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Pinnguaqta program allows kids and parents to socialize, play, and learn


Rankin Inlet came face to face with the ongoing shortage of early childhood education programs when the Covid-19 pandemic forced the community’s students to stay home.

That’s why kids and their parents can breathe a sigh of relief knowing things are getting back to normal at Pinnguaqta, a parents and tots program at the library.

“Not everybody has equal access to daycare and early childhood education is really important,” said Pinnguaqta spokesperson Tuqtu Kusugak. “We know there are people who have at-home daycares, or who might just be taking care of other people’s children, or maybe their nieces and nephews and we wanted to be able to provide them a space.”

Elder Catherine Pilakapsi and Kayla Katoka, a parent who attends the Pinnguaqta parents and tots program, work on a sewing project.<BR>photo courtesy of Jovette Kurok

There is limited access to daycare in Rankin Inlet, said Kusugak, and students who don’t receive adequate early childhood programs risk falling behind those who do.

“I was a kindergarten teacher,” she said. “And there’s a noticeable difference between kids who have had an early childhood education and those who haven’t. I feel that this program will actually bridge that gap.”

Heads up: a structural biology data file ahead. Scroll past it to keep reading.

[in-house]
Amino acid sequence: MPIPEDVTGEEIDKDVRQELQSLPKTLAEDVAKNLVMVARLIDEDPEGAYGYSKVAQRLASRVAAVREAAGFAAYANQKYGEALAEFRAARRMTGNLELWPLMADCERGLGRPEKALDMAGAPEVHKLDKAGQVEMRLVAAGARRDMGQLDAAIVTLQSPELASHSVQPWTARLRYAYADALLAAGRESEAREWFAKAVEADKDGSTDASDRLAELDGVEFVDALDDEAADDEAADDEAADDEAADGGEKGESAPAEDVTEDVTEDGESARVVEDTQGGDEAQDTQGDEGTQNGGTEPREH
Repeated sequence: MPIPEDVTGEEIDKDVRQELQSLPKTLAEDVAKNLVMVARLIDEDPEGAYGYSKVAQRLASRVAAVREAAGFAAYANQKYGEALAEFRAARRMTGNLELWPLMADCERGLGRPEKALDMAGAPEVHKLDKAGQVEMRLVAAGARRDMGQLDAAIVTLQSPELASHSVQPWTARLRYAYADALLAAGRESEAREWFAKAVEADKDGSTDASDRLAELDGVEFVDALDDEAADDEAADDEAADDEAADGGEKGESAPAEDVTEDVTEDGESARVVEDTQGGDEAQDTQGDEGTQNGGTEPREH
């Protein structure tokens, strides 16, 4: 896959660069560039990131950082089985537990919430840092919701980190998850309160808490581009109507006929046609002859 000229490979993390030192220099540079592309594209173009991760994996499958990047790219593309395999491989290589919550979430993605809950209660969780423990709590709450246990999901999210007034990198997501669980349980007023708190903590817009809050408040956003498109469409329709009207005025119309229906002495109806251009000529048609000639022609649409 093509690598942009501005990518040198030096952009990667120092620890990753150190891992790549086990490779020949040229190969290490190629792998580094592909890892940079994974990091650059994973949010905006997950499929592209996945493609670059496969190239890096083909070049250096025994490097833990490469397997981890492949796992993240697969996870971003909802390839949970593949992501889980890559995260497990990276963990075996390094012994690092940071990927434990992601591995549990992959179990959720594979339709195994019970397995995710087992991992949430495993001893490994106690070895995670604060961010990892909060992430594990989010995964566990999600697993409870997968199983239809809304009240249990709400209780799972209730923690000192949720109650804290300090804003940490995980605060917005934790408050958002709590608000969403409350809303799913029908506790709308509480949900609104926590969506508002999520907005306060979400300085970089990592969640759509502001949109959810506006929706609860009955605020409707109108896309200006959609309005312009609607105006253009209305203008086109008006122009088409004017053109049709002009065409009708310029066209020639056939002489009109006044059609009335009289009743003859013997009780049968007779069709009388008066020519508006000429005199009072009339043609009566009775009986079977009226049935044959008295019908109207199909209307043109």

Kusugak, a regional program coordinator with Ilitaqsiniq: Nunavut Literacy Council, said the Pinnguaqta program allows kids and parents to socialize, play, and learn traditional skills while enjoying a healthy snack or meal six days a week.

“We have all these amazing toys,” she said. “We wanted to be able to provide everything like a daycare but also programming. It’s not just a place for kids to come and play. We wanted to enhance it and provide a place where kids can learn with their parents while being guided by facilitators.”

Pinnguaqta, which means “let’s play,” in Inuktitut, programming includes sewing thanks to coordinator Jovette Kurok and Elder Catherine Pilakapsi, who are both talented seamstresses and encourage fluency in Inuktitut and knowledge of Inuit culture through their work.

For their sewing activities, they meet with parents and decide what warm and practical garment the child needs, whatever they may be, and then help them with through the process if they need guidance.

Kurok said many parents and kids who relied on the program were affected by the pandemic, as it closed for several months, but things have been slowly getting back to normal since the New Year.

“We had to go by so many rules and having to wear our masks made it uncomfortable,” she said. “It was scary because we didn't want to see anyone get sick.”

The program has also helped parents innovate to provide their youngsters with more interaction, education and opportunities to learn through play, especially those who might have no family, added Kusugak.

“They’re provided the tools,” she said. “They learn about the milestones each childhood goes through. They’re taught to nurture their child’s creativity.”